This question tends to cause much confusion, especially among cashiers and newer couponers. I've always made my feelings clear: as far as the store is concerned, manufacturers coupons should ALWAYS be a form of payment, not a discount.
Right now, you might be thinking: “How can you say they aren't a discount?”
The answer is simple: the store gets reimbursed the full amount of the coupon (as well as a small handling fee). Handing a cashier a $.50 coupon is no different than handing them 2 quarters.
It gets tricky when you factor in store coupons and special promotions. Many stores will issue a coupon, for example, giving you $5 off your $30 purchase and then in the fine print have something like “$30 must be spent after all discounts have been applied” (which is actually the wording on most Giant coupons). Does this mean that the value of your coupons don't count towards meeting that $50 threshold?
The answer is simple: it depends.
At Walgreens: their policy is clearly stated on their coupons….the threshold must be met AFTER all coupons have been applied.
At CVS: in the absence of any wording to the contrary, the threshold should be met before any coupons have been applied.
At Rite Aid: They tried to word their coupons so that you needed to have met the threshold after coupons, but seemed to have quickly changed their minds on that and most coupons no longer carry that wording.
What about your grocery stores?
I can only speak for the stores in the Philadelphia area, but for the most part, the following rules apply:
1. Threshold must be met before the face value of the coupon is applied.
2. The “doubled amount” of the coupon generally will reduce the “credit” that you get towards meeting your threshold, as that is considered a store discount. Let's look at 2 scenarios:
Scenario A. you have a $5 off $30 coupon and you have 10 $.75 coupons (and your store participates in “full doubles”). The store might be justified in requiring you to have $37.50 in product before allowing you to use the $5 off $30 coupon. The reasoning behind this is that the STORE is giving you an extra $7.50 in discounts for your coupons due to their doubling. When that additional $7.50 from the doubling is applied, your $30 purchase is actually only a $22.50 one!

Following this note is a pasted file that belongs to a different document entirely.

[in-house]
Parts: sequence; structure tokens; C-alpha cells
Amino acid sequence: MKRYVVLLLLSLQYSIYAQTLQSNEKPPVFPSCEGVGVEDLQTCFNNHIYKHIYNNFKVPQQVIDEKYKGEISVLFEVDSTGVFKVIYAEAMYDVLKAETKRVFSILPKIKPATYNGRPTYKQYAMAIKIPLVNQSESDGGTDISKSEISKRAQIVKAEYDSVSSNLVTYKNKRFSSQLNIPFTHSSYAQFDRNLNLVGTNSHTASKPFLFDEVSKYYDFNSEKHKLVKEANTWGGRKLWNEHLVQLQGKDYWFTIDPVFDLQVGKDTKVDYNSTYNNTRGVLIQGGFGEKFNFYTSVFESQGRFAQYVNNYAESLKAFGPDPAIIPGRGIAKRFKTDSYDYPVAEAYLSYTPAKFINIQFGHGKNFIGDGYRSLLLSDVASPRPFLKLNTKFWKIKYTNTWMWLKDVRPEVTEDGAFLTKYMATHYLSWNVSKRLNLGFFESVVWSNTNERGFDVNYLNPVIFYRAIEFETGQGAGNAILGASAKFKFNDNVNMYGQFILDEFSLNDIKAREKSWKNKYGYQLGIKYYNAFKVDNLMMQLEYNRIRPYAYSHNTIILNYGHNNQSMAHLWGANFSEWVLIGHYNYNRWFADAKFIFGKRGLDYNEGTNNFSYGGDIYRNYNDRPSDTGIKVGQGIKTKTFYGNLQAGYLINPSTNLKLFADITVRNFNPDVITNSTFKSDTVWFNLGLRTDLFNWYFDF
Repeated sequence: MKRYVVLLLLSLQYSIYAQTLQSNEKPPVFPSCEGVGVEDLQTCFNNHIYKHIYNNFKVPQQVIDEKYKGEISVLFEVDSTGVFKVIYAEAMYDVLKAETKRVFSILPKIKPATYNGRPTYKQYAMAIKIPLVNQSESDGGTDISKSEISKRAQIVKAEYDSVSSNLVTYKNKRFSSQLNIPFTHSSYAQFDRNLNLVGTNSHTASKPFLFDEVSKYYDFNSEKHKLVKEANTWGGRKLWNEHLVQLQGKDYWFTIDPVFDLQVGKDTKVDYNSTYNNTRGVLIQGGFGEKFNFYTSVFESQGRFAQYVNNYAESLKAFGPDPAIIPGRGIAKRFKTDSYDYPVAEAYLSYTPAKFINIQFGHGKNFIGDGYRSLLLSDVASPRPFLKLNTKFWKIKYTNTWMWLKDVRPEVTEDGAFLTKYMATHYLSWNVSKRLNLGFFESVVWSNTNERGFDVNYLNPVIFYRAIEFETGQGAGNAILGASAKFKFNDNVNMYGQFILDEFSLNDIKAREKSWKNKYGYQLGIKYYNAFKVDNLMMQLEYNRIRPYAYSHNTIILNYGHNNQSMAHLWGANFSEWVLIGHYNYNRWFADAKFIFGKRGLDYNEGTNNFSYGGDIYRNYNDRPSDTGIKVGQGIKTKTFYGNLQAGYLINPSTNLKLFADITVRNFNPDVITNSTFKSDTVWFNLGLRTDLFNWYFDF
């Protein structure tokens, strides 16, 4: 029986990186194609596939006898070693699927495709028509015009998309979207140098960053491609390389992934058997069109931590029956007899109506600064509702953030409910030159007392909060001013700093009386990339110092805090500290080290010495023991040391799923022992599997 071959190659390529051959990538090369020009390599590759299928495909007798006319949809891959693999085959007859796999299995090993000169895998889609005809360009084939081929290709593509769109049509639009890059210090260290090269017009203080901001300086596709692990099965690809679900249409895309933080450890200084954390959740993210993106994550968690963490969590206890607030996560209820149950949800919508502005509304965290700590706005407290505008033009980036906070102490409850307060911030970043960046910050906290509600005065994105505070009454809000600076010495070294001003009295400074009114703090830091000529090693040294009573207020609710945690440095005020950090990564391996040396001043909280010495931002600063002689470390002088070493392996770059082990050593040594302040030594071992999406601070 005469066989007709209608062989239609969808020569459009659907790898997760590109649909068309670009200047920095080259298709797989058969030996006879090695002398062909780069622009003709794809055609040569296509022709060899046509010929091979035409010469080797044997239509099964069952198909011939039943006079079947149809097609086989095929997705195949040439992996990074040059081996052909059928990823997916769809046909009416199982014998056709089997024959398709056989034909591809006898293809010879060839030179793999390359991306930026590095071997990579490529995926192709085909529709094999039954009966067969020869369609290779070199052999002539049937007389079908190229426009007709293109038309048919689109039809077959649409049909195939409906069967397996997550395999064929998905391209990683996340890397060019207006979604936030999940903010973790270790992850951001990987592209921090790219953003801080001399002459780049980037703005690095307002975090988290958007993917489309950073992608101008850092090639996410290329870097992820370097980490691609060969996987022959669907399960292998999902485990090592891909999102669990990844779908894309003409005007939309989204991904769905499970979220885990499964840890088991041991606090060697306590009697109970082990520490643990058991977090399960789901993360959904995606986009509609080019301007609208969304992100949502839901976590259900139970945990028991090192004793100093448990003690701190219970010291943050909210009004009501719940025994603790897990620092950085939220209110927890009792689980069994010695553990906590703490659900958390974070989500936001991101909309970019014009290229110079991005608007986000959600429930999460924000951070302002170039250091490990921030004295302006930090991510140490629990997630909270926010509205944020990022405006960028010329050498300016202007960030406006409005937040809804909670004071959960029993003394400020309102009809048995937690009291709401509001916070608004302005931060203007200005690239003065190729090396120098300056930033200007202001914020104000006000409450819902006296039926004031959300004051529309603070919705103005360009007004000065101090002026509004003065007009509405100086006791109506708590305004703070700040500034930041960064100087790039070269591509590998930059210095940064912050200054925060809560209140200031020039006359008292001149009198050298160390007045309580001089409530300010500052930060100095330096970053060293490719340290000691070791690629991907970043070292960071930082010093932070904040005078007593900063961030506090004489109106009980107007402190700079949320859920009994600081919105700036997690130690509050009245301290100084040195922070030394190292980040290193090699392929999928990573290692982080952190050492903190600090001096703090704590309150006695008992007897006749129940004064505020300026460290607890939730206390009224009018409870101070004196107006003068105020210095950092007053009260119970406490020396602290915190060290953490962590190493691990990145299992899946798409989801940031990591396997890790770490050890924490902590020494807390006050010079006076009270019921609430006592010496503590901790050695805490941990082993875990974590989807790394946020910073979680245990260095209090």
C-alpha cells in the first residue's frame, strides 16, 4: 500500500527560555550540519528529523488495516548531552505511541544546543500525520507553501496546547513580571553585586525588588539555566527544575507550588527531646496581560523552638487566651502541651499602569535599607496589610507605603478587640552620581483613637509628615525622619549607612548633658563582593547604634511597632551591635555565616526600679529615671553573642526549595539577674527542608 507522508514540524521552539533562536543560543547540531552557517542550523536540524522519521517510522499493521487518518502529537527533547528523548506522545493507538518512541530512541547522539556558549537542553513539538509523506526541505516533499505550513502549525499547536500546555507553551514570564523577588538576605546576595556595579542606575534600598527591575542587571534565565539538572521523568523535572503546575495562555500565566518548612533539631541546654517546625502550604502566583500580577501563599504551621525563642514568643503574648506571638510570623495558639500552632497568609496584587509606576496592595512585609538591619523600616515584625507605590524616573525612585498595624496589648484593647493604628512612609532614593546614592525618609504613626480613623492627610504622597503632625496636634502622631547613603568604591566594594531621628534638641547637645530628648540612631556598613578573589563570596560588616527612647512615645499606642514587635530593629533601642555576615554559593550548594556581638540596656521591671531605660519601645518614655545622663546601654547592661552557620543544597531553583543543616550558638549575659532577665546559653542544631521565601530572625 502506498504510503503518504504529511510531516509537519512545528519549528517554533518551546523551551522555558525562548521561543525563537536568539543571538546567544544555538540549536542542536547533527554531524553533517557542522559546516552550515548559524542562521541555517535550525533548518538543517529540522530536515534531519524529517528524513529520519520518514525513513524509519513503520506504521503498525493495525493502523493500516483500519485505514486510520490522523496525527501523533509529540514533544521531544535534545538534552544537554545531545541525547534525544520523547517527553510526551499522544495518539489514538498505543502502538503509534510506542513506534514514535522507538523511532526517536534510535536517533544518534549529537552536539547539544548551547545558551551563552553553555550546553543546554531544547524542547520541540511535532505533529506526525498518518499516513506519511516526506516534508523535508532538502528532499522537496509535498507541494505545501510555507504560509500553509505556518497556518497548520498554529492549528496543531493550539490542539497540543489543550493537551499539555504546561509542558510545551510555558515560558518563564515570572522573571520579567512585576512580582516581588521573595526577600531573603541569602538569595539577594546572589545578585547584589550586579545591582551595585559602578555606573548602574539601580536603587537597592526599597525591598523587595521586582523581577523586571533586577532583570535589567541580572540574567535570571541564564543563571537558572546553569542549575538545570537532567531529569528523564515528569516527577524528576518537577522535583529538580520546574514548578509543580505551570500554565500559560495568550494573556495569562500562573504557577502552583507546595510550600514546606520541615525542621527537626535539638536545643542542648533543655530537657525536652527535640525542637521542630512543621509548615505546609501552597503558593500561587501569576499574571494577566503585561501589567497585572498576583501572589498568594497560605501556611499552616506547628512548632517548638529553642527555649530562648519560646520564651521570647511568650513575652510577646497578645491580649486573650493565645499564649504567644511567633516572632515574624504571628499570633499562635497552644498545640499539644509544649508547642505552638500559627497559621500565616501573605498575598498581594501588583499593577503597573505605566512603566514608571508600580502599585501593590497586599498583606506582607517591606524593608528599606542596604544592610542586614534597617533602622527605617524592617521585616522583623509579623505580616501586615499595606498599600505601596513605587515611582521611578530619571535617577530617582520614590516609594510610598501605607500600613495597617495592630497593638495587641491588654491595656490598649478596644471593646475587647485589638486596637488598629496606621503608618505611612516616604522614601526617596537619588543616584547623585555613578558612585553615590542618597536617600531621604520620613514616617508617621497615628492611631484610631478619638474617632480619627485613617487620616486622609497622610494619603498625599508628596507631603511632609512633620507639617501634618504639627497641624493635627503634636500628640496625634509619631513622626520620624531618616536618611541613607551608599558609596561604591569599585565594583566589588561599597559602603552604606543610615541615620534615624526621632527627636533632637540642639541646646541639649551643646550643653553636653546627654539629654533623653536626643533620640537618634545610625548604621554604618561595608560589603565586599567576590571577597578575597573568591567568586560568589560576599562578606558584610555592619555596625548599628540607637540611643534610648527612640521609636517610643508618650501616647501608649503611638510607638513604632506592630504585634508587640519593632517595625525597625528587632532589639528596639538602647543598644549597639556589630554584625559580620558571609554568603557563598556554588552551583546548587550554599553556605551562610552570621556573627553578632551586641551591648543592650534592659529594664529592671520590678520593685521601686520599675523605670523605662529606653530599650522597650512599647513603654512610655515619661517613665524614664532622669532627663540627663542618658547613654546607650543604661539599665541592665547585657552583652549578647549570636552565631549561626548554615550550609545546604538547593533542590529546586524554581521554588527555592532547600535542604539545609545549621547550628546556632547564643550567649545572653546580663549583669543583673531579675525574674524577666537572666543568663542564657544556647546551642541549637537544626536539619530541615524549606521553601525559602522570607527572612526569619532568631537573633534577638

Scenario B. you have $30 in items, 10 $1 coupons and a $5 off $30. You would only need to purchase the $30 in items (because most stores don't double $1 coupons, so there are no additional discounts).
You can often avoid any problems with Scenario A simply by handing the store the $5 off $30 coupon first. However, don't be upset if a cashier having a bad day tells you that you need to purchase that $37.50 for Scenario A. You would be justified in arguing with them if you are trying to do Scenario B, but the bottom line is: the doubled value of a manufacturers coupon is a store discount. If they want to exclude that value, it's up to them.
3. In most cases, the registers at the Philly-area grocery stores aren't programmed to reject a store coupon due to the value of the doubles given….but some coupon-unfriendly cashiers are.
4. The Store Manager/Director (not the Asst. Manager, Lead Cashier or Customer Service Rep) is often your best friend when it comes to using manufacturers coupons. I have had transactions where the Store Manager may not have been able to figure out how to adjust the value of a coupon down on the register, but they sure did understand the philosophy of coupons (that they are considered “cash”).
Is this post meant to be a warning or meant to scare you off stacking store coupons with manufacturers coupons? Absolutely not. What is is meant to do is to arm you with the information you need to stack those coupons with as few problems as possible.
Do you still think of coupons as a discount? Or are you finally willing to look at them the way that I do: as tiny little Gift Certificates from the manufacturer?